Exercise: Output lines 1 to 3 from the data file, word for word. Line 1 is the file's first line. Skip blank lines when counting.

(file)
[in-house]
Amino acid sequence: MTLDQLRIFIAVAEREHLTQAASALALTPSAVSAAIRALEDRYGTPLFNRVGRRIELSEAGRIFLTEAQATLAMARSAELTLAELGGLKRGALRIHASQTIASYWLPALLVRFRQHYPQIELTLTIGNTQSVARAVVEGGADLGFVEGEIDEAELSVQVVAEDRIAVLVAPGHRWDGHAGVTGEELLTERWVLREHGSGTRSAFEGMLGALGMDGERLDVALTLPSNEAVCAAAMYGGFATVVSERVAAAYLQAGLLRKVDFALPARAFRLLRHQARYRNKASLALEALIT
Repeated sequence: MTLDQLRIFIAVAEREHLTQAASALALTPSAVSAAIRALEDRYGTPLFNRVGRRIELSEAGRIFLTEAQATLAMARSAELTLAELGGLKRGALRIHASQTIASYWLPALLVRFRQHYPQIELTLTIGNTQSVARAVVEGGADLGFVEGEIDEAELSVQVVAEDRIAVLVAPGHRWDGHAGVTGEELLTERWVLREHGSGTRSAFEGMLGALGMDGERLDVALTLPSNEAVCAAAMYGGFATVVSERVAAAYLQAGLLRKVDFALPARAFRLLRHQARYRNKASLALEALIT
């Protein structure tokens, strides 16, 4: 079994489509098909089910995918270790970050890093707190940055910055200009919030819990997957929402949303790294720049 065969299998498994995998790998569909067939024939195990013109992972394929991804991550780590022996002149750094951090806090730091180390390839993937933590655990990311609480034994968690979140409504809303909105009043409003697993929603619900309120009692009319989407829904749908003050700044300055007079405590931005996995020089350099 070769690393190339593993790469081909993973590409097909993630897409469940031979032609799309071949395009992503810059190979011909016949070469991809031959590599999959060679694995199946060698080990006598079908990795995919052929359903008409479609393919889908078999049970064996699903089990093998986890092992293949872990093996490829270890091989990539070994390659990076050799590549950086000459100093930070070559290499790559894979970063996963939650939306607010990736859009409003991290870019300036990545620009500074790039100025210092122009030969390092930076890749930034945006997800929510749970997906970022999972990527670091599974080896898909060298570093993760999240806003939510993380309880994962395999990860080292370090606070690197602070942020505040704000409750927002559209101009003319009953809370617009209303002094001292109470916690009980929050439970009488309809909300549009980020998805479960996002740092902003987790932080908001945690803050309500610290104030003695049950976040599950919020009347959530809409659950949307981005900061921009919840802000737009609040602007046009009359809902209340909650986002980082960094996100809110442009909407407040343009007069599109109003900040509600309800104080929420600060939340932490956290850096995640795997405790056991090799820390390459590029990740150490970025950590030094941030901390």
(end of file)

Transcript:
[in-house]
Amino acid sequence: MTLDQLRIFIAVAEREHLTQAASALALTPSAVSAAIRALEDRYGTPLFNRVGRRIELSEAGRIFLTEAQATLAMARSAELTLAELGGLKRGALRIHASQTIASYWLPALLVRFRQHYPQIELTLTIGNTQSVARAVVEGGADLGFVEGEIDEAELSVQVVAEDRIAVLVAPGHRWDGHAGVTGEELLTERWVLREHGSGTRSAFEGMLGALGMDGERLDVALTLPSNEAVCAAAMYGGFATVVSERVAAAYLQAGLLRKVDFALPARAFRLLRHQARYRNKASLALEALIT
Repeated sequence: MTLDQLRIFIAVAEREHLTQAASALALTPSAVSAAIRALEDRYGTPLFNRVGRRIELSEAGRIFLTEAQATLAMARSAELTLAELGGLKRGALRIHASQTIASYWLPALLVRFRQHYPQIELTLTIGNTQSVARAVVEGGADLGFVEGEIDEAELSVQVVAEDRIAVLVAPGHRWDGHAGVTGEELLTERWVLREHGSGTRSAFEGMLGALGMDGERLDVALTLPSNEAVCAAAMYGGFATVVSERVAAAYLQAGLLRKVDFALPARAFRLLRHQARYRNKASLALEALIT